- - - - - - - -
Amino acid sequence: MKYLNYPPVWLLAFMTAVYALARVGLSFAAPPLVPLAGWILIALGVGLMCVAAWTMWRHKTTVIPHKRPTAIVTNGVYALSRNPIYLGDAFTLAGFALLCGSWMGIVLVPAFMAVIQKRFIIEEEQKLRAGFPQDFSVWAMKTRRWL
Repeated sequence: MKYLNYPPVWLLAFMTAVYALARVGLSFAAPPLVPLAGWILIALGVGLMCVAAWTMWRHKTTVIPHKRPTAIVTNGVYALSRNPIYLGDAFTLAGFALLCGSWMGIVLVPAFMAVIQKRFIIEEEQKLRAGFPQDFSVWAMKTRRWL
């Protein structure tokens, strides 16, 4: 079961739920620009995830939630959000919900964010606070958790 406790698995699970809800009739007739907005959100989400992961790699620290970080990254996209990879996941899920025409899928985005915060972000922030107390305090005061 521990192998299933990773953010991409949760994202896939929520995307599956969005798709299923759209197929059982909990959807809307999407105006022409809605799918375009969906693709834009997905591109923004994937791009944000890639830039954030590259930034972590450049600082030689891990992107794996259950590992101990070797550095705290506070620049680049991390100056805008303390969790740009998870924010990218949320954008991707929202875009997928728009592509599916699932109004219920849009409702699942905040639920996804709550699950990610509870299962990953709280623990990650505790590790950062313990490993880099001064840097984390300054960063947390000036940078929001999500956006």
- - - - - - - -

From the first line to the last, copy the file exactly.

Amino acid sequence: MKYLNYPPVWLLAFMTAVYALARVGLSFAAPPLVPLAGWILIALGVGLMCVAAWTMWRHKTTVIPHKRPTAIVTNGVYALSRNPIYLGDAFTLAGFALLCGSWMGIVLVPAFMAVIQKRFIIEEEQKLRAGFPQDFSVWAMKTRRWL
Repeated sequence: MKYLNYPPVWLLAFMTAVYALARVGLSFAAPPLVPLAGWILIALGVGLMCVAAWTMWRHKTTVIPHKRPTAIVTNGVYALSRNPIYLGDAFTLAGFALLCGSWMGIVLVPAFMAVIQKRFIIEEEQKLRAGFPQDFSVWAMKTRRWL
């Protein structure tokens, strides 16, 4: 079961739920620009995830939630959000919900964010606070958790 406790698995699970809800009739007739907005959100989400992961790699620290970080990254996209990879996941899920025409899928985005915060972000922030107390305090005061 521990192998299933990773953010991409949760994202896939929520995307599956969005798709299923759209197929059982909990959807809307999407105006022409809605799918375009969906693709834009997905591109923004994937791009944000890639830039954030590259930034972590450049600082030689891990992107794996259950590992101990070797550095705290506070620049680049991390100056805008303390969790740009998870924010990218949320954008991707929202875009997928728009592509599916699932109004219920849009409702699942905040639920996804709550699950990610509870299962990953709280623990990650505790590790950062313990490993880099001064840097984390300054960063947390000036940078929001999500956006």